28. Nose The axis, or hinge, of the fold is the line of sharpest curvature of any given layer.

  29. The simplest fold is a upright structure with the beds remaining parallel. This structure is symmetrical about a vertical axial plane • This leads to a simple repetitive outcrop pattern in which the beds are mirrored about the axial plane or hinge line on an eroded surface

  30. Folds are a type of waveform and do not usually occur singly • We see folds as a sequence of synclines and anticlines • This is termed a fold train.

  31. More complex structures arise if the axial plane is itself tilted. This leads to a type of fold known as anasymmetric fold.

  32. In a more extreme case the axial plane is tilted such that both limbs dip in the same direction • This is termed an overfold or recumbent fold.

  33. In many cases the hinge line of the fold dips into the ground • This creates a plunging fold.

  34. The fold noses crop out successively along the line of plunge • Thus outcrop of the limbs of a plunging fold close across the hinge line • This leads to a distinctive curved outcrop and allows the hinge line to be plotted on a map

  35. If a fold closes in all directions we have either a dome or a basin • These can be recognised from their very distinctive closed outcrops.

  36. From the geometry it is easy to see that in a dome all the beds will dip outwards and the oldest rocks will be exposed at the centre (the surface has been eroded).

  37. In a basin the converse is the case: the the beds dip inwards and youngest rocks are found at the centre.

  38. Granton Barnton Blackhall Zoo Murrayfield • These closed outcrop patterns are easily visible on small-scale geological maps • In order to distinguish a dome from a basin we need to know either the relative ages or the dip directions.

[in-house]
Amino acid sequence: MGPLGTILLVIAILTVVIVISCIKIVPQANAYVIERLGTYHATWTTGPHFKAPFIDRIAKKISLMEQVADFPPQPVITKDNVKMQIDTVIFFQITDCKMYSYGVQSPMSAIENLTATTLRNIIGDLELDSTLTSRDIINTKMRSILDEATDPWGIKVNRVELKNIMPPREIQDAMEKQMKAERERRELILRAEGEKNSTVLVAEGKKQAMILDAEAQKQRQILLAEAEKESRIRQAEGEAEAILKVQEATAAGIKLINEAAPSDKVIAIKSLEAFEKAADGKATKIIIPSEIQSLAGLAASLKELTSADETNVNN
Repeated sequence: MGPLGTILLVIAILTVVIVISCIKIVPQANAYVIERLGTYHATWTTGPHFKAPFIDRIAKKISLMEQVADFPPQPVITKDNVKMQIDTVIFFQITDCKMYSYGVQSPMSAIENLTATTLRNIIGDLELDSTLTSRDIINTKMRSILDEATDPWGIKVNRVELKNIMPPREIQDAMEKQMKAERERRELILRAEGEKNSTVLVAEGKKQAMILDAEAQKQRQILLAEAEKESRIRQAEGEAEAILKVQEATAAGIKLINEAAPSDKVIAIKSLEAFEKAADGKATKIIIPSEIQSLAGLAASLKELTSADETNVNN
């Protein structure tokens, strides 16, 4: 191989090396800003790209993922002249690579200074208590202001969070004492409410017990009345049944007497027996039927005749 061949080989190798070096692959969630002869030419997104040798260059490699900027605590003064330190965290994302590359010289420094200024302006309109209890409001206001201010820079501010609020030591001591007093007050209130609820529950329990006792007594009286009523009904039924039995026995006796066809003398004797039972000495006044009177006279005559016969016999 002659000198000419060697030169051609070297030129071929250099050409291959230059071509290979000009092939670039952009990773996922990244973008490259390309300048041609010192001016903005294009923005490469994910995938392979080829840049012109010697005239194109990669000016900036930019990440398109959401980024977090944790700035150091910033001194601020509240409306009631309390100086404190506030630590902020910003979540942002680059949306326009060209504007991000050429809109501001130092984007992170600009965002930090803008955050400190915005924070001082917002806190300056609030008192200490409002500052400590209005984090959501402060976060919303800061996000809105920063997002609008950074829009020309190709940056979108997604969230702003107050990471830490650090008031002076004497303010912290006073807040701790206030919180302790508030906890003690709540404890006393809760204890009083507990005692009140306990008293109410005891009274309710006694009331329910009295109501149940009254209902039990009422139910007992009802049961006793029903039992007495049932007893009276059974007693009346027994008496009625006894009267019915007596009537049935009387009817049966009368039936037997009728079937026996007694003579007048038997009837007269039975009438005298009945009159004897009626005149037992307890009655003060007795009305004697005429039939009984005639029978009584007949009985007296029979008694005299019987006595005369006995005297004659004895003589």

39. Over a larger area, domes and basins occur in fold trains and are often offset sideways from one another • They are in essence ‘wrinkles’ in a sheet of rock that has been pushed laterally

  40. FAULTS

  41. Faults are formed when the rock reacts to stress by brittle fracture • Three types can be recognised: • normal faults (dip-slip) • reverse faults (dip-slip) • wrench faults (strike-slip) • The type of fault is determined by the orientation of the principal stresses

  42. NORMAL FAULT Upthrow side Downthrow side In a normal fault, the block above the fault moves down relative to the block below the fault. This fault motion is caused by tensional forces and results in extension. [Other names: normal-slip fault, tensional fault or gravity fault].

  43. REVERSE FAULT In a reverse fault, the block above the fault moves up relative to the block below the fault. This fault motion is caused by compressional forces and results in shortening. A reverse fault is called a thrust fault if the dip of the fault plane is small. [Other names: thrust fault, reverse-slip fault or compressional fault].